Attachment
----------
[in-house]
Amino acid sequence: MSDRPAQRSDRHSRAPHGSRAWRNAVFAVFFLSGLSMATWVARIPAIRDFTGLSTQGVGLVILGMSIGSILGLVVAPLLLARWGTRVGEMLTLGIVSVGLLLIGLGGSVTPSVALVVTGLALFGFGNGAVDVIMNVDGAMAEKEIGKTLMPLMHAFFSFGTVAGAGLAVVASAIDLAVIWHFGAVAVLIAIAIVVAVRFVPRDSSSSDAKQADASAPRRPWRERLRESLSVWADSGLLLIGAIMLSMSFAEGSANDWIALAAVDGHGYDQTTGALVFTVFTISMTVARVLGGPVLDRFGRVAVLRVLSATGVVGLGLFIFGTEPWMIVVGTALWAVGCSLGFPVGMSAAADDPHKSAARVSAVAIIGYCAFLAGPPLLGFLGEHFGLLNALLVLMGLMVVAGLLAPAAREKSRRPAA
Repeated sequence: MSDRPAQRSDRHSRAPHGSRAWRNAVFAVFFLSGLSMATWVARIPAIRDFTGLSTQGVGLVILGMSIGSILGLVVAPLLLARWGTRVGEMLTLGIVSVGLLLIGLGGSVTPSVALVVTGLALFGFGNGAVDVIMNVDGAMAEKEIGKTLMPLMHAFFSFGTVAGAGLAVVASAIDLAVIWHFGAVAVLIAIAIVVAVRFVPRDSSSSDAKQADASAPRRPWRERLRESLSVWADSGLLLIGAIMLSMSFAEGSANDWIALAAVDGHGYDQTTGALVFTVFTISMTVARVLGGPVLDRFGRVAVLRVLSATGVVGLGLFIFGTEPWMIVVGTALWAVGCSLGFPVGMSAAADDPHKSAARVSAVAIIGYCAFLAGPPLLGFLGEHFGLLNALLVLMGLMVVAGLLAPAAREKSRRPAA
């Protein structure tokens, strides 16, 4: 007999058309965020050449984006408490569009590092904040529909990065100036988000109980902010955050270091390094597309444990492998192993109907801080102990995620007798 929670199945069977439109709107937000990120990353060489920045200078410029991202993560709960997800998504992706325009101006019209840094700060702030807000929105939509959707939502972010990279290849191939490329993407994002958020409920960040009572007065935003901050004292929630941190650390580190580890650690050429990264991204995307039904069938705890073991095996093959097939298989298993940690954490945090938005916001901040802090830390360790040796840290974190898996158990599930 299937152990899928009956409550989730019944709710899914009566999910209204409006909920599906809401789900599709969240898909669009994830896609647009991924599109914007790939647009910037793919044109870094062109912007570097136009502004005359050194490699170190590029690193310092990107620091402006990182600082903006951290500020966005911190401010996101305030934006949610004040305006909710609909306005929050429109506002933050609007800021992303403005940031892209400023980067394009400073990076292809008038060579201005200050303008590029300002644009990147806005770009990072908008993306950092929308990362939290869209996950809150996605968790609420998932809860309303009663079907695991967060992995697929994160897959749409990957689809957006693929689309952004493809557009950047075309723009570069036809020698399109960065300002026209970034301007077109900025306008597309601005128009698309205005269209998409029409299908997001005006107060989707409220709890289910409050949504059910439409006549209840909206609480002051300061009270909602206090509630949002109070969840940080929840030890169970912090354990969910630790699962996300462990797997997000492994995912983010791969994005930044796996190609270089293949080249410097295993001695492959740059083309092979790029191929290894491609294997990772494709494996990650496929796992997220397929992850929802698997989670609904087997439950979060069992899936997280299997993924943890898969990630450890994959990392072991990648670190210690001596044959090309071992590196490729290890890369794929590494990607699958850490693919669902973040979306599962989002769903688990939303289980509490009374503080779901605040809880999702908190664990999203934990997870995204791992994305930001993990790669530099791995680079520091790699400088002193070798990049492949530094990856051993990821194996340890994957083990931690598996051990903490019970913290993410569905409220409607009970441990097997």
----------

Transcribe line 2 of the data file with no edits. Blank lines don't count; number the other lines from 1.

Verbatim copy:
Amino acid sequence: MSDRPAQRSDRHSRAPHGSRAWRNAVFAVFFLSGLSMATWVARIPAIRDFTGLSTQGVGLVILGMSIGSILGLVVAPLLLARWGTRVGEMLTLGIVSVGLLLIGLGGSVTPSVALVVTGLALFGFGNGAVDVIMNVDGAMAEKEIGKTLMPLMHAFFSFGTVAGAGLAVVASAIDLAVIWHFGAVAVLIAIAIVVAVRFVPRDSSSSDAKQADASAPRRPWRERLRESLSVWADSGLLLIGAIMLSMSFAEGSANDWIALAAVDGHGYDQTTGALVFTVFTISMTVARVLGGPVLDRFGRVAVLRVLSATGVVGLGLFIFGTEPWMIVVGTALWAVGCSLGFPVGMSAAADDPHKSAARVSAVAIIGYCAFLAGPPLLGFLGEHFGLLNALLVLMGLMVVAGLLAPAAREKSRRPAA